Six months later, Yesway launched its newest private-label products, Yesway Candy and Yesway Baked Goods, in Yesway c-stores nationwide. Yesway Candy features loose-bag candies such as Mini Sour Gummi Worms and Gummi Bears, while Yesway Baked Goods features Powdered Donut Holes, Blueberry Muffins and fried pies.
Tortilla chips are dominating c-store salty snacks. The category garnered more than $1 billion in sales—good for a 10.8% increase compared to 2017—making up a fifth of the entire salty snack segment, according to data from Chicago-based research firm IRI. Cheese snacks were the only snack segment to come close to tortilla chips in terms of growth, yet the category still fell behind by more than 3%.
Popular tortilla chip brands this year included Doritos’ Marvel Guardians of the Galaxy (up 875% from 2017), Paqui (up 163%), Barcel Takis (up 63%), El Sabroso Guacachips (up 23%) and El Sabroso Salsitas (up 20%). Highlighting these brands, as well as other tortilla chip labels, may spark the snacking category altogether.
Between January and October 2017, cannabidiol, or CBD, candies accounted for nearly 11% of the total candy market in Colorado, Washington and Oregon, according to Boulder, Colo.-based research firm BDS Analytics. Moreover, CBD candy grew by nearly 170% in 2017, compared to 51% for candy overall.
CBD operators are channeling consumers’ interests in cannabis by infusing various candies with CBD, which doesn't contain the psychoactive element tetrahydrocannabino (THC). CBD products entering the c-store market include Hemptail, a flavored malt beverage made with Hemp; Instant CBD strips; and CBD Lollipops.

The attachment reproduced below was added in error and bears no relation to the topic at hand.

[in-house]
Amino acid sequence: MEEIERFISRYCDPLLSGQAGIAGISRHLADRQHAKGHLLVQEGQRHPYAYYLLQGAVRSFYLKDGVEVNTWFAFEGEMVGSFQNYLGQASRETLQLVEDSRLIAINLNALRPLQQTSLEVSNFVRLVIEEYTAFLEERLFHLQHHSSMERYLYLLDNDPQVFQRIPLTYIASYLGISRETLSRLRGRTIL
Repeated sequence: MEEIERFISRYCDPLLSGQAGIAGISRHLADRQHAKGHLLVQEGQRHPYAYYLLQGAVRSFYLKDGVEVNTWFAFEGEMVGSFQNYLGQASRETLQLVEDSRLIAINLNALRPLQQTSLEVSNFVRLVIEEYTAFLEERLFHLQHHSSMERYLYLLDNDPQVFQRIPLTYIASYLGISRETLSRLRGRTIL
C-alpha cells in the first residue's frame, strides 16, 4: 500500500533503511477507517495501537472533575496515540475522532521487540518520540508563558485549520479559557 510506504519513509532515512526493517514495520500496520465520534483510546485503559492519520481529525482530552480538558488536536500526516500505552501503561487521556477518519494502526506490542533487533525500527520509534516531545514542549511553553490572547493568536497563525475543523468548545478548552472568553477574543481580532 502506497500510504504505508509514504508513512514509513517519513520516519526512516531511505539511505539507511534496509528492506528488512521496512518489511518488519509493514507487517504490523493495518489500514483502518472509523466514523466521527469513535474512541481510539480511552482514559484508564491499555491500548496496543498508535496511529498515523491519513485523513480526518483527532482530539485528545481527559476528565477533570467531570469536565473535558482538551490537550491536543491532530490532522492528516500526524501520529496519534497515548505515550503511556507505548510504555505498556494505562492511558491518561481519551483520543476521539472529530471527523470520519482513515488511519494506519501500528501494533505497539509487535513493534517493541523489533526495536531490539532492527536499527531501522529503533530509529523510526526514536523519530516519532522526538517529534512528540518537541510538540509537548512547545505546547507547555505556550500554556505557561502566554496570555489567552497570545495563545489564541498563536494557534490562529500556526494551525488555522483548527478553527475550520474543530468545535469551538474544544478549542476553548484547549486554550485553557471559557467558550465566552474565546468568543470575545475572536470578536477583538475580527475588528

The U.S. chocolate market is expected to reach about $23 billion in total retail sales by the end of 2018, according to research firm Packaged Facts, Rockville, Md., and it doesn't appear to be slowing down. This is partially due to the emergence of premium chocolate—products that sway from traditional chocolate bars, the research firm said.
New premium chocolate products have emerged in c-stores this year, such as Mars Wrigley Confectionery's new line of chocolate-covered nuts for its Dove brand or the Hershey Co.’s Dipped Pretzels line, which debuted at the recent 2018 NACS Show. More recently, Mars Wrigley rebranded its American Heritage Chocolate (AHC) products, such as a Gourmet Hot Cocoa, Finely Grated Chocolate, Tablet Bars and Tasting Squares.
Nonchocolate candies such as sour worms, jelly beans and gummy bears are surging. Packaged Facts foresees total retail dollar sales of the sector hitting $11 billion by the end of the year, with sales having increased 3% from 2013 to 2018.
Specifically, sour candies have erupted in the nonchocolate category this year. Products such as Mike and Ike Mega Sour Mix, Trolli Sour Brite All Star Mix and Sour Punch Wild Bites all debut at the 2018 NACS show, ready to arrive in c-stores in 2019. These lip-puckering treats may be help spark continued growth in the candy segment for c-store operators next year.